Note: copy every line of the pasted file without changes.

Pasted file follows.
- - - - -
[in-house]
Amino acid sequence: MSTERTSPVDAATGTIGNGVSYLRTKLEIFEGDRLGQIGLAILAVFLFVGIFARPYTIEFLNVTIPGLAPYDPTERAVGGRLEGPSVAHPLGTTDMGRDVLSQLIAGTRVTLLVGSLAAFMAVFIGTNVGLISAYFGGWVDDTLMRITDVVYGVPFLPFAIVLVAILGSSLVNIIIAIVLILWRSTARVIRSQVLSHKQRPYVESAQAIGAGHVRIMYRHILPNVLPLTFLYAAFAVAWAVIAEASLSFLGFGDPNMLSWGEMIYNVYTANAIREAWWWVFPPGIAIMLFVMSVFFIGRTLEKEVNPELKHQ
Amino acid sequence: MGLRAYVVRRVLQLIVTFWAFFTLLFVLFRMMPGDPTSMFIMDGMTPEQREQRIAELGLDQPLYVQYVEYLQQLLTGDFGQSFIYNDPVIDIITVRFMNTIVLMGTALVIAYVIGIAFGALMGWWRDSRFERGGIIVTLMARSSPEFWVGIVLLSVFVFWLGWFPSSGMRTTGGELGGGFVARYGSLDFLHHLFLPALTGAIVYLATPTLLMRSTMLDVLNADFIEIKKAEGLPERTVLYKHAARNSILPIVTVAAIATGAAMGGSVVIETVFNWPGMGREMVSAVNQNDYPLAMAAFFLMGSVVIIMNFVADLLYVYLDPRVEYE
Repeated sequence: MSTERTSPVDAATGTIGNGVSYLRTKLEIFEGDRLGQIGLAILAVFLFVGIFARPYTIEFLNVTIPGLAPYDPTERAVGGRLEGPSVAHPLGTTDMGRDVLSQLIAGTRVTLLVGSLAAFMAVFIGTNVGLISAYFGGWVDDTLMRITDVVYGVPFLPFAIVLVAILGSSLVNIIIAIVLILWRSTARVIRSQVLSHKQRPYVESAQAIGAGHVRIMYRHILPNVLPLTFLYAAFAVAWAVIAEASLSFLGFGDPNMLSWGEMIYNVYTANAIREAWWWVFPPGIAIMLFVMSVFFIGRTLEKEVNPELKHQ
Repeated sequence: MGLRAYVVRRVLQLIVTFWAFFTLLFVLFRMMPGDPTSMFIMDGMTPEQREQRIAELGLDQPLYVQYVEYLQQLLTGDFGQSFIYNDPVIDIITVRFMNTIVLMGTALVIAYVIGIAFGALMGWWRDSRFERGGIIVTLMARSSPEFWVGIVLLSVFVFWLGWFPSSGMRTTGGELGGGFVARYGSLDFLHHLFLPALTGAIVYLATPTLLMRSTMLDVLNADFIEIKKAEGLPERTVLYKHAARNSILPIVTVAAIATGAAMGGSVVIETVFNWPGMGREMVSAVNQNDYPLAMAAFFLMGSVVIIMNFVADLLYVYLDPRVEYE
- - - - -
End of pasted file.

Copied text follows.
[in-house]
Amino acid sequence: MSTERTSPVDAATGTIGNGVSYLRTKLEIFEGDRLGQIGLAILAVFLFVGIFARPYTIEFLNVTIPGLAPYDPTERAVGGRLEGPSVAHPLGTTDMGRDVLSQLIAGTRVTLLVGSLAAFMAVFIGTNVGLISAYFGGWVDDTLMRITDVVYGVPFLPFAIVLVAILGSSLVNIIIAIVLILWRSTARVIRSQVLSHKQRPYVESAQAIGAGHVRIMYRHILPNVLPLTFLYAAFAVAWAVIAEASLSFLGFGDPNMLSWGEMIYNVYTANAIREAWWWVFPPGIAIMLFVMSVFFIGRTLEKEVNPELKHQ
Amino acid sequence: MGLRAYVVRRVLQLIVTFWAFFTLLFVLFRMMPGDPTSMFIMDGMTPEQREQRIAELGLDQPLYVQYVEYLQQLLTGDFGQSFIYNDPVIDIITVRFMNTIVLMGTALVIAYVIGIAFGALMGWWRDSRFERGGIIVTLMARSSPEFWVGIVLLSVFVFWLGWFPSSGMRTTGGELGGGFVARYGSLDFLHHLFLPALTGAIVYLATPTLLMRSTMLDVLNADFIEIKKAEGLPERTVLYKHAARNSILPIVTVAAIATGAAMGGSVVIETVFNWPGMGREMVSAVNQNDYPLAMAAFFLMGSVVIIMNFVADLLYVYLDPRVEYE
Repeated sequence: MSTERTSPVDAATGTIGNGVSYLRTKLEIFEGDRLGQIGLAILAVFLFVGIFARPYTIEFLNVTIPGLAPYDPTERAVGGRLEGPSVAHPLGTTDMGRDVLSQLIAGTRVTLLVGSLAAFMAVFIGTNVGLISAYFGGWVDDTLMRITDVVYGVPFLPFAIVLVAILGSSLVNIIIAIVLILWRSTARVIRSQVLSHKQRPYVESAQAIGAGHVRIMYRHILPNVLPLTFLYAAFAVAWAVIAEASLSFLGFGDPNMLSWGEMIYNVYTANAIREAWWWVFPPGIAIMLFVMSVFFIGRTLEKEVNPELKHQ
Repeated sequence: MGLRAYVVRRVLQLIVTFWAFFTLLFVLFRMMPGDPTSMFIMDGMTPEQREQRIAELGLDQPLYVQYVEYLQQLLTGDFGQSFIYNDPVIDIITVRFMNTIVLMGTALVIAYVIGIAFGALMGWWRDSRFERGGIIVTLMARSSPEFWVGIVLLSVFVFWLGWFPSSGMRTTGGELGGGFVARYGSLDFLHHLFLPALTGAIVYLATPTLLMRSTMLDVLNADFIEIKKAEGLPERTVLYKHAARNSILPIVTVAAIATGAAMGGSVVIETVFNWPGMGREMVSAVNQNDYPLAMAAFFLMGSVVIIMNFVADLLYVYLDPRVEYE